“When one chants the 16 names of the maha-mantra 35 million times (sardha trikotir), he absolves himself of the sins of killing a brahmana or a kshatriya, stealing of gold or engaging in harmful activities towards one’s forefathers or other living entities.

Purport by Swami Gaurangapada:

If one chants 16 rounds of the Hare Krishna maha-mantra, he will complete the chanting of 35 million maha-mantras in around 55.5 years. If he doubles his chanting i.e. 32 rounds daily, then he will take around 28 years. And if he can chant the ideal prescribed quota of chanting i.e. 64 rounds daily, he will take around 15 years to complete the great sacrifice of chanting the maha-mantra 35,000,000 times. If one chants 64 rounds of the maha-mantra for 15 years while strictly following the principles of bhakti-yoga in the association of pure devotees, then one is sure to see the Supreme Personality of Godhead face to face in this very life and ultimately achieve the highest abode of the Lord called Goloka Vrindavana. And if one is intensely eager to achieve the personal association of the Lord without much delay, he can achieve the target of 35 million maha-mantras by chanting 120 rounds (200,000 names) daily for around 7.5 years, preferably by residing in the trancendental abode of the Lord like Navadvipa, Vrindavana or Puri. Such devotees are called bhajananadis as described in Shrila Bhaktivinoda Thakura’s Jaiva Dharma. Ofcourse one has to gradually increase his chanting to this standard. Many of the previous Vaishnava acaryas who have excelled as great preachers and saviours of humanity have successfully completed this great sacrifice of chanting 35 million maha-mantras or more before beginning their missionary activities.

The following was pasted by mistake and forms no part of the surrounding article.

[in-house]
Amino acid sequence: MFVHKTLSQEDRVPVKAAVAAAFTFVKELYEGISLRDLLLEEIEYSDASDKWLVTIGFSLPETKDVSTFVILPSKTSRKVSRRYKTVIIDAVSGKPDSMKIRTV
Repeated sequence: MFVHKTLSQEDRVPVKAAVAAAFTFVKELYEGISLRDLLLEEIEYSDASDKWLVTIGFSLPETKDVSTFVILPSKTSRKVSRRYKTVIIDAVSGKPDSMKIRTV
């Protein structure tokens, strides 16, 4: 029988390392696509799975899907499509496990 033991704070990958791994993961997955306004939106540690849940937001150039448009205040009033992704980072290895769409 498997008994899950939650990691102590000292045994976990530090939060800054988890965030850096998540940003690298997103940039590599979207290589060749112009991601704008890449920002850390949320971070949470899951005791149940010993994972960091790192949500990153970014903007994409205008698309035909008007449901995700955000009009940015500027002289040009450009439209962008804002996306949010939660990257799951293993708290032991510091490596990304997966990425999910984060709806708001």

If one wants to take any vow in spiritual life, then this is the best vow to take (na nama sadrsham vratah) i.e. to complete the chanting of 35 million maha-mantras in this lifetime as described in the Kali-santarana Upanishad. Completing this vow will ensure without any doubt the complete perfection of this human form of life and complete and permanent freedom from the repeated cycle of birth and death. We encourage all the readers of this book irrespective of their age, status, caste, creed, color, race, sex, country, position etc. to think of seriously taking up and completing this vow in this lifetime and thus making it their last life in this material world. The more we delay to begin the chanting of the maha-mantra, the more difficult it becomes to accomplish this task in this lifetime. We are emphasizing the importance of this great vow to elevate the people to the level of constant chanting, which is the only way to achieve pure love of God. The nullification of all our sinful reactions (past, present and future) and liberation from the miseries of material exsistence are by-products of fulfilling this vow. The real and the prime achievement of completing this vow should be to realize and become situated in our eternal, loving constitutional relationship with Supreme Personality of Godhead Lord Krishna and thus achieve the kingdom of God.

Ofcourse those who cannot take up this vow have nothing to lose but everything to gain just by the regular chanting of the Hare Krishna maha-mantra. Because generally, it may take many lifetimes to come to the level of achieving complete spiritual perfection by the offenseless chanting of the Hare Krishna maha-mantra. (Purport ends)

sarva dharma parityaga papat sadyah sucitamapnuyat. sadyo mucyate sadyo mucyate ity upanishat. [11]